# Hamiltonian in a Master Equation

I am going through this paper on the complete positive map with memory. The bath operators $$\Gamma_k (t)$$ are told to satisfy the correlation $$\langle \Gamma_j(t) \Gamma_k(t^\prime) \rangle = a_k^2 e^{-|t-t^\prime|/\tau_k} \delta_{jk}$$. However, the type of reservoir (whether it is thermal or something else) is not mentioned. How could one figure out the Hamiltonian of the reservoir used in this case? The only Hamiltonian given is eq-8 which is the interaction Hamiltonian ($$H_I = \hbar \sum\limits_{i=1}^3 \Gamma_i(t) \sigma_i$$, they use the symbol $$H$$ for $$H_I$$).

My question: How to figure out the system and environment Hamiltonians given the correlation function and the interaction Hamiltonian?

• Presumably, interaction Hamiltonian seems to be written in interaction picture with respect to free reservoir Hamiltonian. Commented Mar 25, 2019 at 20:17

There is no interaction picture. There is a time-dependent Hamiltonian given, as you say, by

$$H(t) = \hbar \sum_j \Gamma_j(t) \sigma_j .$$

The classical fields $$\Gamma_j(t)$$ are generated with some other process, which is not shown. These fields are in fact Gaussian random fields with a certain covariance matrix. In a sense we have a quantum system interacting with a classical one. This is indeed a particular case of open system (simply the reservoir is classical). In any case if the time scale associated with the classical (external) bath is very short, you can "integrate out" the classical, external bath and write a master equation for the quantum system, their Eq. (10). Although they don't say that explicitly, this requires a certain approximation to be valid.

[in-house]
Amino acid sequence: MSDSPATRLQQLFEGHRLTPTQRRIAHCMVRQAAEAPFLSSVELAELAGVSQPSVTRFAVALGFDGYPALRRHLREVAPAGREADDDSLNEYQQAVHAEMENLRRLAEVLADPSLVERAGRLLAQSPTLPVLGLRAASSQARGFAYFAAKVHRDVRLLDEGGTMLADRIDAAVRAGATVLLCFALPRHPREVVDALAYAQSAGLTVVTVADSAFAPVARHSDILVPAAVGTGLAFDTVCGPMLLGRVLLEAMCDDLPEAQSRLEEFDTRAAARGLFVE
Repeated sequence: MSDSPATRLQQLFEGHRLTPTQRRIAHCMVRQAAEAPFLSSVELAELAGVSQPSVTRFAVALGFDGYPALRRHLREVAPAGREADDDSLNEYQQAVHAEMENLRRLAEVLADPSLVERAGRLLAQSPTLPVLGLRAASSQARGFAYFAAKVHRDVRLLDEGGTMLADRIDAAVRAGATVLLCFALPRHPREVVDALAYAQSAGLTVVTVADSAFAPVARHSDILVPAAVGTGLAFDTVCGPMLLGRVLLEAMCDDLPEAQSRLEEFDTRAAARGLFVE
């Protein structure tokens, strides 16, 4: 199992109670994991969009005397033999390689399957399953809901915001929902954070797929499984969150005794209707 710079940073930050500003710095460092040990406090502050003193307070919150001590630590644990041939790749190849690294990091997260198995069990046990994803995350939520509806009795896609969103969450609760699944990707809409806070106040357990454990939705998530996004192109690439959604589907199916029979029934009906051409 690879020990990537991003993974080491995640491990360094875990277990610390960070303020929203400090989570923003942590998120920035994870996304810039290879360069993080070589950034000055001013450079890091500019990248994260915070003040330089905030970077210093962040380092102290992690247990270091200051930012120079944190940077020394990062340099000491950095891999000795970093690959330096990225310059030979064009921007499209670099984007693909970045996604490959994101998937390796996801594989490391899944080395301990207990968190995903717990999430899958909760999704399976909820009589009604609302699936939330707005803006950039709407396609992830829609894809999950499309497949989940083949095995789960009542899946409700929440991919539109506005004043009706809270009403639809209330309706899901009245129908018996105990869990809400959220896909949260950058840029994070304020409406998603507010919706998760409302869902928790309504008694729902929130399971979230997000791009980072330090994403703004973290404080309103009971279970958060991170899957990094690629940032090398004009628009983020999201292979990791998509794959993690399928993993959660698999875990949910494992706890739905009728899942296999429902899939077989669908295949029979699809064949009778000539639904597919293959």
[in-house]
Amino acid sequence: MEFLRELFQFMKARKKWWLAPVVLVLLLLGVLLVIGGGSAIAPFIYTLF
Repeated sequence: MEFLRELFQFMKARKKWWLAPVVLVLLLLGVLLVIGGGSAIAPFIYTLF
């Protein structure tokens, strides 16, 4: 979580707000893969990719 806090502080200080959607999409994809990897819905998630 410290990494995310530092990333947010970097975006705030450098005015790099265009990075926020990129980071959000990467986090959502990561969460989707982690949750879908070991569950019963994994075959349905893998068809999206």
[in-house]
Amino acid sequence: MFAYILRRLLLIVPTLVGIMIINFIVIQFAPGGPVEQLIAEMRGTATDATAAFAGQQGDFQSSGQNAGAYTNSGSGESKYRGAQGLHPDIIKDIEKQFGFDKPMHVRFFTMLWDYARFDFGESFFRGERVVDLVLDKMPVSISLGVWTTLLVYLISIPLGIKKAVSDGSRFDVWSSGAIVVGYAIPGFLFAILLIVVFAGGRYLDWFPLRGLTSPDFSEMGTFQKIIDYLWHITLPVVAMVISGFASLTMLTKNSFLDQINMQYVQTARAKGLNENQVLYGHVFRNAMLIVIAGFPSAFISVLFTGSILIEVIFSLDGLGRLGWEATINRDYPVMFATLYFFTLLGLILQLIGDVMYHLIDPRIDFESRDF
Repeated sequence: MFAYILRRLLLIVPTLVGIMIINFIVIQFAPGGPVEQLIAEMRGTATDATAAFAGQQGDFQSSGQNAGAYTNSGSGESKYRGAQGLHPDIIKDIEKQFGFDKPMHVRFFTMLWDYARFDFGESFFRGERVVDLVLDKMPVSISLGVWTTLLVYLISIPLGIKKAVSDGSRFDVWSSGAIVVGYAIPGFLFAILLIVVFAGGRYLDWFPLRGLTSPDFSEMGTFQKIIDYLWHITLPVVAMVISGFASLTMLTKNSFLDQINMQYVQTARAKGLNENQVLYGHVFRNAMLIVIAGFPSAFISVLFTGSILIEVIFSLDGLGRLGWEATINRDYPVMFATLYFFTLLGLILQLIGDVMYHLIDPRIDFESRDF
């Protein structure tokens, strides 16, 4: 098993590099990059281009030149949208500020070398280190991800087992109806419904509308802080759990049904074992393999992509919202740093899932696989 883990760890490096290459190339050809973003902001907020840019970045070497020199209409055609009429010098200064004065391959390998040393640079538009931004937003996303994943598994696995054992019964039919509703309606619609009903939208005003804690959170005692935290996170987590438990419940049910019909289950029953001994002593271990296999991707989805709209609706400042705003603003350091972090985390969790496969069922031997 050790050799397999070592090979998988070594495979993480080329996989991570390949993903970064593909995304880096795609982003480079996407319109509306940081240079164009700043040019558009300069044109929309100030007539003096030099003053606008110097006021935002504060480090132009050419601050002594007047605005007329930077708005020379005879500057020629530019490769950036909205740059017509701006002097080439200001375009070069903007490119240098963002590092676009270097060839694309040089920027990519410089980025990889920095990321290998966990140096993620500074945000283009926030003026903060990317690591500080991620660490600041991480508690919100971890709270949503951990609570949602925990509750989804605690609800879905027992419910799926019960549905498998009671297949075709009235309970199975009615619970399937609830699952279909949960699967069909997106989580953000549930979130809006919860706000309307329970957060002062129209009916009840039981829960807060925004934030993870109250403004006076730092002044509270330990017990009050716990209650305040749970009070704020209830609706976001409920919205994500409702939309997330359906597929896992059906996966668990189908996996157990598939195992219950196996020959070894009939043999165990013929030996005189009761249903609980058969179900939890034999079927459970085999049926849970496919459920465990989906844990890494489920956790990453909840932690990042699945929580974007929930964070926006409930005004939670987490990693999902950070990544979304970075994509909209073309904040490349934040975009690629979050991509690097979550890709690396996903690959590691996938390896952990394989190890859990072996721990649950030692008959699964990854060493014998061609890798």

• Thanks, @lcv. The knowledge of the bath is essential since the form of the correlations is determined by the nature of the bath/environment. Commented Mar 26, 2019 at 9:35
• The bath is a classical Gaussian, quadratic form in $\Gamma$. It is simply the inverse of the covariance matrix
– lcv
Commented Mar 26, 2019 at 9:46
• Could you kindly provide some details in the answer? Commented Mar 26, 2019 at 9:56
• Yes absolutely. I can be more explicit tomorrow (it's a bit late one the West coast)
– lcv
Commented Mar 26, 2019 at 9:57
• Thank you. It would help if you could also comment on the form of the correlation <\Gamma(t_j) \Gamma_k(t')> the way it appears in the paper. Commented Mar 26, 2019 at 10:00